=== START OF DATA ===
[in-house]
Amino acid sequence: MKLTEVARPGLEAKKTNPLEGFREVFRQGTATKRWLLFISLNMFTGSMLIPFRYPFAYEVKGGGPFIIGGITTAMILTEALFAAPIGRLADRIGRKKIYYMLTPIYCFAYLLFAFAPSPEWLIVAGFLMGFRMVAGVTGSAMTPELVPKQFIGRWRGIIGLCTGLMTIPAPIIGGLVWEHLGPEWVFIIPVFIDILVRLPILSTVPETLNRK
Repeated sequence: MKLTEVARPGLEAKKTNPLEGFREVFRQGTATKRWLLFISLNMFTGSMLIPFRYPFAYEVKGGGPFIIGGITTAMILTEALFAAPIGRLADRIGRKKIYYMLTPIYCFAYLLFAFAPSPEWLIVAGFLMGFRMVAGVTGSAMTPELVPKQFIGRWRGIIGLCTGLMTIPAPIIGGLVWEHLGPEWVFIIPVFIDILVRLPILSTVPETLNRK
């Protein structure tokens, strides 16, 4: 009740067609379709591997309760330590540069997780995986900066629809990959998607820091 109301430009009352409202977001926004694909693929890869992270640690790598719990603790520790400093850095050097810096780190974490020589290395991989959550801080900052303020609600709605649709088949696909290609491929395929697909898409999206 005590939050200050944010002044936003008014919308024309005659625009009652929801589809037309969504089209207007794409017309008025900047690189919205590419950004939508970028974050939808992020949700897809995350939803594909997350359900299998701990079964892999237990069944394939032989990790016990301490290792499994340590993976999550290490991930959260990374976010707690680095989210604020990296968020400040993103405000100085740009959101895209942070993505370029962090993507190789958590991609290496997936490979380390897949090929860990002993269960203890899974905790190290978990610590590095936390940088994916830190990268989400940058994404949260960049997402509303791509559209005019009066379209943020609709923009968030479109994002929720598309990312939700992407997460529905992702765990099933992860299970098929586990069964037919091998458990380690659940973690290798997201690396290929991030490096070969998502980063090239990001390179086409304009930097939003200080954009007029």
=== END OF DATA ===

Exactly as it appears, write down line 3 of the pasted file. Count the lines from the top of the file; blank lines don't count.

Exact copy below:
Repeated sequence: MKLTEVARPGLEAKKTNPLEGFREVFRQGTATKRWLLFISLNMFTGSMLIPFRYPFAYEVKGGGPFIIGGITTAMILTEALFAAPIGRLADRIGRKKIYYMLTPIYCFAYLLFAFAPSPEWLIVAGFLMGFRMVAGVTGSAMTPELVPKQFIGRWRGIIGLCTGLMTIPAPIIGGLVWEHLGPEWVFIIPVFIDILVRLPILSTVPETLNRK